HISD is proud to announce that as of May 30, 181 middle school students earned recognition from Duke TIP (Talented Recognition Program) for their scores on the ACT or SAT exams, as part of the national seventh-grade talent search.
Duke TIP is a nonprofit organization dedicated to serving academically gifted and talented students. The national seventh-grade talent search identifies, recognizes, and supports high-performing students. Through Duke TIP, these students receive college preparatory tools, enrichment, and summer opportunities. Continue reading →
We made it! Today officially marks the last day of the 2017-2018 school year. Without a doubt, we have faced many challenges, including Hurricane Harvey, a few winter weather days, and a host of other obstacles. But we didn’t let any of those things stop us. Instead, we came together as a community and helped our neighbors and our students persevere against all odds.
Our strong finish is a testament to HISD putting children first. This year, we launched several key initiatives — including Achieve 180 and Every Community Every School — to improve academic excellence and provide the social and emotional support that our students need to be successful in the classroom. We also established the K-12 Fine Arts Department to expand all students’ access to high-quality fine arts education. And we opened several new schools under the 2012 Bond Program, providing state-of-the-art learning facilities designed to foster collaboration and project-based learning — exactly the skills our students need to succeed in college and their careers. But that’s not all! Just recently we received even more good news: Our fifth- and eighth-graders made significant improvements on the math and reading STAAR exams this year! Continue reading →
Representatives from Children at Risk, Save the Children, BakerRipley, and HISD gathered at Peck Elementary School on Thursday to emphasize the importance of being prepared when the next hurricane threatens Houston.
HISD Interim Superintendent Grenita Lathan shared the hurricane’s impact on HISD schools and how the HISD Foundation provided $13 million in relief, as well as $300,000 in direct-to-teacher grants. The district’s Social and Emotional Learning Department trained hundreds of teachers and staff on how to recognize and deal with trauma in children. Continue reading →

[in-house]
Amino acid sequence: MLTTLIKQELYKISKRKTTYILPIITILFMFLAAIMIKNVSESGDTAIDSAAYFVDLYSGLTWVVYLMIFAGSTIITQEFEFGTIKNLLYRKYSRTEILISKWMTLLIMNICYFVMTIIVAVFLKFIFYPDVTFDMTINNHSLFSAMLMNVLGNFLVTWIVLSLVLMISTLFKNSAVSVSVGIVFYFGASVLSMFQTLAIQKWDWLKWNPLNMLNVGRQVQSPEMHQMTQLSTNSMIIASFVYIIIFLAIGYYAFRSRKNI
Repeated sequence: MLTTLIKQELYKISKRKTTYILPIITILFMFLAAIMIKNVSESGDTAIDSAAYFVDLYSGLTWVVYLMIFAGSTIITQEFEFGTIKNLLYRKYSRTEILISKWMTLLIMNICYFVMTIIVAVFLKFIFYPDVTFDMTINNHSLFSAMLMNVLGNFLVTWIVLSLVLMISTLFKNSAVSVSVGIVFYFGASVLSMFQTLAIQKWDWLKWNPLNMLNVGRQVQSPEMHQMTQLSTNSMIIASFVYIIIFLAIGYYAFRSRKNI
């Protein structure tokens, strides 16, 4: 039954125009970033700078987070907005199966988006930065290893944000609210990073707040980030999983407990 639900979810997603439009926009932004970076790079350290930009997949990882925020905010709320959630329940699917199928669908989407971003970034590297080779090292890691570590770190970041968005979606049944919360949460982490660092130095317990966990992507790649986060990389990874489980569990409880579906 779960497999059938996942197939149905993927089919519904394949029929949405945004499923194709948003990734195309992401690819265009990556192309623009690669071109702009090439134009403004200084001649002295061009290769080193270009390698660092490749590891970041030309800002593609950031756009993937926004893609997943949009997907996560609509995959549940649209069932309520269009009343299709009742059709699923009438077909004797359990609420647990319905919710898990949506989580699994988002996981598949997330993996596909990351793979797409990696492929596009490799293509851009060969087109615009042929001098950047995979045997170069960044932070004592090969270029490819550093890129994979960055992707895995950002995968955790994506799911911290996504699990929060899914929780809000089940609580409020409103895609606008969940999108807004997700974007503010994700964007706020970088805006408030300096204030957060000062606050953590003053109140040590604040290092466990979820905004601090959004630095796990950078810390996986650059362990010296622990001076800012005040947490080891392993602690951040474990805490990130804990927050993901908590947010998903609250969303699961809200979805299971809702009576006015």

The fifth-graders at Cornelius Elementary School listened intently as their classmate’s mother spoke to them on Career Day recently. Khassidy’s mom, Ieshia Champs, was telling students to stay in school if they want to become all the things they had just told her they want to be—a brain surgeon, veterinarian, basketball player, teacher.
“You can’t do anything without school, nothing at all,” Champs said. “What you are learning here in school every day is going to shape your entire future.”
Despite dropping out of school and raising five children as a single mother, Champs recently graduated Magna Cum Laude from Texas Southern University’s Thurgood Marshall Law School. It took her 14 years, but she did it, and she is inspiring others to pursue their dreams. Continue reading →
Students from Worthing High School got an up-close and personal look at in-demand tech jobs of the future in Silicon Valley.
A group of 20 computer programming students traveled to San Francisco earlier this month to spend time training with tech industry leaders at SoftBank Robotics’ RobotLAB. During the experience, they programmed two robots designed for retail and educational applications.
“The purpose of this experience was to open their minds to computer programming, because the robots are coming, and they’re going to be taking over a lot of jobs,” Worthing High School computer programming teacher Nina Jolivet said. “They’re going to need people to program these robots. Why not our students?” Continue reading →